©2017 by The Highly Indy Project

highlyindy@gmail.com, New York City

 

Subway Reading Club: Men Explain Things to Me

Flora Lange

October 5th, 2017

Men Explain Things to Me by Rebecca Solnit is an eye opening collection of essays on various experiences regarding “mansplaining” and rape culture in modern society.

 

The first essay focuses on a personal experience of Rebecca Solnit, who won a National Book Critics Circle Award for Criticism and has published upwards of 20 books. She recalls being “mansplained” to about a very important book that the man speaking to her didn’t realize she had written. When hearing that this woman in front of him had written this “very important” book, he stormed off denying her ability to have written it.

 

The next part of the first essay goes on to speak of how “credibility” is something that is often denied to women in regular life and in court; they are often told that they must have imagined the rape or sexual assault inflicted upon them. The essay argues that it is through this behavior the women are demeaned to feel they have less individual “credibility,” that their voices do not matter. As a result, these women begin to question their own ability to fight for themselves. To support this point, the book sites many high and low profile rape cases in which a male perpetuator was found not guilty, and the female victim was told she just imagined it.

 

Conversely, Solnit tells some stories of women who were found to be telling the truth about rape and caused men of high power positions and regular men's careers to be ruined, and caused them to receive varying degrees of federal or state punishment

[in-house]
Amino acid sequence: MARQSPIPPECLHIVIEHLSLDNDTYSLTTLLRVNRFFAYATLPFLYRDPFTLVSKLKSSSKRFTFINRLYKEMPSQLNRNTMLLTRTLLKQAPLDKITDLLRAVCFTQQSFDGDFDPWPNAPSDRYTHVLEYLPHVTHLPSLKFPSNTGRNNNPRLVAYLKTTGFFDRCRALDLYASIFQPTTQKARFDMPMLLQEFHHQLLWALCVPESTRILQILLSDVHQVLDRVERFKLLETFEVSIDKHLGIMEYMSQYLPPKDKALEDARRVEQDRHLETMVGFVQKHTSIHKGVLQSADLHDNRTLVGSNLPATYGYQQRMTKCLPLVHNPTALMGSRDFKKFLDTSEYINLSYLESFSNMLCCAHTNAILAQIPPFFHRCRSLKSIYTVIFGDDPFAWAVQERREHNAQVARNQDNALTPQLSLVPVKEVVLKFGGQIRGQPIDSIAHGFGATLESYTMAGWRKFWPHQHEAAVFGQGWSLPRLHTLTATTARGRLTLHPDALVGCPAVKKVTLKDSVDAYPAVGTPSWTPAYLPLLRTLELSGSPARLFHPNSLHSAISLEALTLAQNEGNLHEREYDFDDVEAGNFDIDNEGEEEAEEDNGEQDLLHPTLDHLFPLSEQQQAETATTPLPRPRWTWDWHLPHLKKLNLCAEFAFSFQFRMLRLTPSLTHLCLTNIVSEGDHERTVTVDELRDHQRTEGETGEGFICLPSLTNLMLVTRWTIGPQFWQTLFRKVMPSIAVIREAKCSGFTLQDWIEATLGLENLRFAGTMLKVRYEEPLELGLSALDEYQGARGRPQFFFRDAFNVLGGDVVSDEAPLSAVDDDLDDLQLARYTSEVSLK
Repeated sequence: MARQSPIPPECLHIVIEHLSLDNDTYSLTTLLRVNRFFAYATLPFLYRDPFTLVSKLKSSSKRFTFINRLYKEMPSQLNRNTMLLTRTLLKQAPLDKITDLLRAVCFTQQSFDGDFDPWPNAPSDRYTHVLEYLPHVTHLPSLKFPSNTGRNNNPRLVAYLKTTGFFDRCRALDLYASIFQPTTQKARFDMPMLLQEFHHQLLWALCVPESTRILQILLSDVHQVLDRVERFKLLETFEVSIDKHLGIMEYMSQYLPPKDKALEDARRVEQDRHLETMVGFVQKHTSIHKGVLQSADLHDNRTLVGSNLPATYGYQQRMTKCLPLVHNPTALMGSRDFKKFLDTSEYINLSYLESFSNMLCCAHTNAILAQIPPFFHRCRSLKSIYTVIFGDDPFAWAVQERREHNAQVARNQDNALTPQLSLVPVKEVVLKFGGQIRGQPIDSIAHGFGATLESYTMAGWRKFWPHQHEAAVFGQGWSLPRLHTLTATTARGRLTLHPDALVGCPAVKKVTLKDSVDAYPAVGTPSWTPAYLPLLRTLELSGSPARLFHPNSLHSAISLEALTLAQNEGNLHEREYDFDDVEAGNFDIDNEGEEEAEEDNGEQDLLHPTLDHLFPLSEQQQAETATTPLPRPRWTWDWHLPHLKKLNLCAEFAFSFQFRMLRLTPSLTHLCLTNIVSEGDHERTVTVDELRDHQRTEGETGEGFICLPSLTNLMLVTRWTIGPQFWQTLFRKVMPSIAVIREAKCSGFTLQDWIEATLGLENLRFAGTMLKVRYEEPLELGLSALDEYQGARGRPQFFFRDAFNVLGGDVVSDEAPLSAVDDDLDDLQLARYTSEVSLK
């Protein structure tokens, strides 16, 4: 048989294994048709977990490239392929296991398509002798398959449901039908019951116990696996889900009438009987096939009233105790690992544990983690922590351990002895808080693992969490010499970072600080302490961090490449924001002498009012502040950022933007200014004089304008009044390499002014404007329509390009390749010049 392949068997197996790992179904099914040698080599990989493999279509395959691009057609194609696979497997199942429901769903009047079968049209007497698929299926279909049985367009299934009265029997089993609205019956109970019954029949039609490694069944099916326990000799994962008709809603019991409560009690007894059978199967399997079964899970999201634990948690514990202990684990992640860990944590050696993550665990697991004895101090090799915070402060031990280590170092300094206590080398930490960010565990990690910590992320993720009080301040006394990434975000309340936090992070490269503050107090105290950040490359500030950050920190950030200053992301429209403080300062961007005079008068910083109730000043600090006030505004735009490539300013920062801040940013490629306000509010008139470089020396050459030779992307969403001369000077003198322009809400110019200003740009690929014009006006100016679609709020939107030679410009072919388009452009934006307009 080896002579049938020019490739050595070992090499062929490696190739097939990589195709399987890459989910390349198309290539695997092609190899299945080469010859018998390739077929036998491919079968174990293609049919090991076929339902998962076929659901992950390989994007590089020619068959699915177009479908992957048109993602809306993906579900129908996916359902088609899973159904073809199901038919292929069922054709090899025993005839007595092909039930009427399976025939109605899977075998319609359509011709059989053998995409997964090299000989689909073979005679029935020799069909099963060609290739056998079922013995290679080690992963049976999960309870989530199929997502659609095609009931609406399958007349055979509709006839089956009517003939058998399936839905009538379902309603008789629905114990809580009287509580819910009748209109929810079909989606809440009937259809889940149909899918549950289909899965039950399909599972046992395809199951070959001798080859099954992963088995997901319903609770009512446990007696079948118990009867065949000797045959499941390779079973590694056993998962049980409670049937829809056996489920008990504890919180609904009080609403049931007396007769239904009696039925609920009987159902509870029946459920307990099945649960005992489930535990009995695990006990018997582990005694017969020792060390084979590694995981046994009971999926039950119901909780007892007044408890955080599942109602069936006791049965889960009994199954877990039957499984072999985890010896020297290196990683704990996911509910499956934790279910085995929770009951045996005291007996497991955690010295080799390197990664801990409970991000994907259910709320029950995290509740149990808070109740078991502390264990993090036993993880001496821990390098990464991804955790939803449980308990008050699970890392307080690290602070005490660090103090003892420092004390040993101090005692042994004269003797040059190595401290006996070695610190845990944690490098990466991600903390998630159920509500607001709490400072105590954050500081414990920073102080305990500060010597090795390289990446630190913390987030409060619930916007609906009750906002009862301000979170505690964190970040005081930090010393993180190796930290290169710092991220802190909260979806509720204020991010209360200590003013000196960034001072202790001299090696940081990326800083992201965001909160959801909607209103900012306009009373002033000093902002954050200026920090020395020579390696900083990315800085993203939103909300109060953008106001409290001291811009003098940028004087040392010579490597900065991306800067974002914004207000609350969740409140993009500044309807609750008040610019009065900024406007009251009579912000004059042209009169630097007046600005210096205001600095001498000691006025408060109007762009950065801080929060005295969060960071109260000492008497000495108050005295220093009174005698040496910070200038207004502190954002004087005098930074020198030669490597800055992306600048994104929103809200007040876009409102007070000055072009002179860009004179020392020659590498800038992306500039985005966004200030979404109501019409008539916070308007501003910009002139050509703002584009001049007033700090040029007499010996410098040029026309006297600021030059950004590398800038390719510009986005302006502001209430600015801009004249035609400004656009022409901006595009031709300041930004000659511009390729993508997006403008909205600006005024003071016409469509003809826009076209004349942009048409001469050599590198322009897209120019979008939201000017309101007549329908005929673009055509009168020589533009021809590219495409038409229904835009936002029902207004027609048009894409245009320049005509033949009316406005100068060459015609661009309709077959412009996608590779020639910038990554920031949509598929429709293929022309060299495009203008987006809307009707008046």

A main focus of one of the last essays is put on Virginia Woolf and how she fought for the institutionalized and intellectual rights of women. Woolf advocated for women’s rights in a time when women were considered completely intellectually inferior to men. She wrote novels and personal essays that spoke of the freeing of women, and showed men and women that women are able to write as well as and even better than men. Solnit focuses on Virginia Woolf’s call for women to be free to do what they please, think what they please, and be who they please, arguing that women’s rights to experience intellectual freedom is decreased and destroyed when they are “mansplained” to.

 

Solnit also focuses a great deal on rape and the lost victims of rape, listing statistics to explain the harsh profundity of rape culture today: “a woman is being raped every 9 seconds”; “1 in 5 women have been raped.” She also provides shocking statistics about the number of women murdered by husbands, boyfriends, or exes; and explains how the leading cause of death of pregnant women is being murdered by husbands or boyfriends.

 

This book will open your mind and empower you to fight against “mansplaining” and a culture that pushes aside women with labels like “hysterical” or “delusional.” Solnit will empower you to fight for women’s rights: the right to choose (like abortion), the right to opinion and voice, the right to stray from societal norms, the right to matter.